Now, let’s make it easy on ourselves and quickly agree a fair and comprehensive trade agreement, so that both parties can continue to build on the successes of the previous century — as befits true neighbours, friends, families, and allies — thereby setting the bar for how countries can and should work together to create a better world.
And I wouldn’t expect anything less from Prime Minister Boris Johnson or from EU President Ursula von der Layen. In fact, we’ve only just begun!
Thumbnail image courtesy of www.ft.com
It was an historic night in the UK where a formerly weak Conservative government led by Prime Minister Boris Johnson swept to power in a massive majority.
Every party in the United Kingdom has lost ground to the Conservatives — except for the Scottish National Party (SNP) which won 48-seats giving them a grand total of 4% of the UK vote — but that pales in comparison to Boris Johnson’s Conservative and Unionist Party’s 45% of the votes cast in the UK Election 2019. The Brexit Party (a brand-new party only weeks old) gained 2% of the vote, but didn’t win any seats.
Here are the percentage of votes cast in the UK General Election 2019
Conservatives = 45%
Labour = 33%
Liberal Democrats = 12%
SNP = 4%
Green = 3%
Brexit = 2%
Other = 1%
Which translates into this many seats by party affiliation
Conservatives = 365
Labour = 203
SNP = 48
Liberal Democrats = 11
DUP = 8
Sinn Fein = 7
Plaid Cymru = 4
SDLP = 2
APNI = 1
Green = 1
Brexit = 0
UUP = 0
IND = 0
Winners and Losers in the UK General Election 2019
UK VOTERS: The biggest winners in this election are UK voters, as every person who wanted to vote was able to vote, unlike in some countries where armed thugs try to prevent people from voting unless they’re voting for the ‘approved’ thug party. Further, a situation no longer exists where a paralyzed UK House of Commons is unable to do the work of the UK people. Following this clear election result, the UK government can now move smartly to get The People’s business done. And Number One on that list is Brexit.
REMAIN VOTERS: The biggest losers in UK General Election 2019 are so-called ‘Remain’ voters — those who wanted to ignore or overturn the democratic result of the 2016 EU referendum. The UK people spoke clearly in the 2016 referendum, in the UK General Election 2017, and now in the UK General Election 2019, with thousands of traditional Labour, Liberal Democrat and even SNP voters changing their traditional voting patterns (this time) to empower the leave-supporting Conservative and Unionist Party, and some people casting votes for the new-ish Brexit Party to reward their ongoing commitment for leaving the European Union.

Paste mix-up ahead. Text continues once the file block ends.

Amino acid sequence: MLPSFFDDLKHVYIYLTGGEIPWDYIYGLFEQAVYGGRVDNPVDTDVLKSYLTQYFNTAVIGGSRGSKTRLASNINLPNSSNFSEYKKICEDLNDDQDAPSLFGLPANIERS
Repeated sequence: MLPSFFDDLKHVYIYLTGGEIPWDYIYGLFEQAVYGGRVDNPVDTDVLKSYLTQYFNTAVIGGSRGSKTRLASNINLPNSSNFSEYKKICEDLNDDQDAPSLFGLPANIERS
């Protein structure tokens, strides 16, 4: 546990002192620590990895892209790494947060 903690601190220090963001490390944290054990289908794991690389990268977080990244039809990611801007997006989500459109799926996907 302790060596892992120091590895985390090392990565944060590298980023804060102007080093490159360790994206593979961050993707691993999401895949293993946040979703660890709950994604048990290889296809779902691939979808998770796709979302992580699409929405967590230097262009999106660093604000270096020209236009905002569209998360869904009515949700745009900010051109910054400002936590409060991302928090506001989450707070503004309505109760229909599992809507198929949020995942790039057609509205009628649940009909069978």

THE BREXIT PARTY: Brexit Party members and their leaders should be leaping for joy, because, although they didn’t elect one MP to the UK House of Commons, they’ve dramatically changed the political landscape in the United Kingdom by capturing hundreds of thousands of votes from traditional Labour voters who disagreed with Labour leader Jeremy Corbyn’s Remain Brexit position, and from other Remain-supporting parties across the UK. Strange as it may seem, the Brexit Party like the UKIP Party before it have influenced the UK and continental Europe for generations to come. I’m not sure that Brexit Party candidates and supporters have realized this profound point just yet… But in the meantime, ‘Hats Off’ to Brexit Party leader Nigel Farage and his Brexit Party!
FORMER LIBERAL DEMOCRAT LEADER JO SWINSON: Jo Swinson lost her Dumbarton seat and (thereby) her position as Lib Dem leader — and for no other reason than she cut across the popular mood of the country which was and still is to leave the EU. A polished, responsible, and committed member of Parliament, her defeat can only be seen as a loss for the Lib Dems and the House of Commons in general. But when you’re the leader of a major political party, you must be able to read the mood of the people in a democratic system, otherwise you’re soon gone.
THE EU: Because for the first time, the European Union now has a reliable partner across the English Channel with which to negotiate Brexit and a follow-on trade deal with the UK. Unfortunately, in the former ‘hung parliament’ situation it was very much a case of ‘mixed-messages’ coming from the UK House of Commons over the past 3-years.
THE UK LABOUR PARTY: As votes are still being counted, it looks like the Labour Party has lost 59-seats, but only because they supported ‘Remain’ instead of properly reading the mood of voters (who, with increasing resolve week-by-week) wanted to ‘just get Brexit done’ and get-on with whatever paradigm that will exist post-Brexit. Labour leader Jeremy Corbyn is a principled, hard-working, and committed MP and the long-serving leader of HM official opposition. Again, being able to read the mood of the public and represent their preferences is a prerequisite for the leader of a major political party. Having retained his own seat, I hope Mr. Corbyn will continue as leader of the Labour Party until an appropriate time can be found for a proper leadership contest within the Labour Party.
EACH MP WHO WON A SEAT IN THE UK GENERAL ELECTION 2019: Congratulations to each and every MP who won or retained their seat in the UK House of Commons. These are the people who will act on the valid and important concerns of UK citizens, such as Brexit, the NHS, the environment, industry, social care, transportation and international trade. And so much more.
Finally, a big Thank You! to the UK journalists who stayed-up all night to cover the most important UK election in decades, doing so with style, grace, and neutrality. Well Done!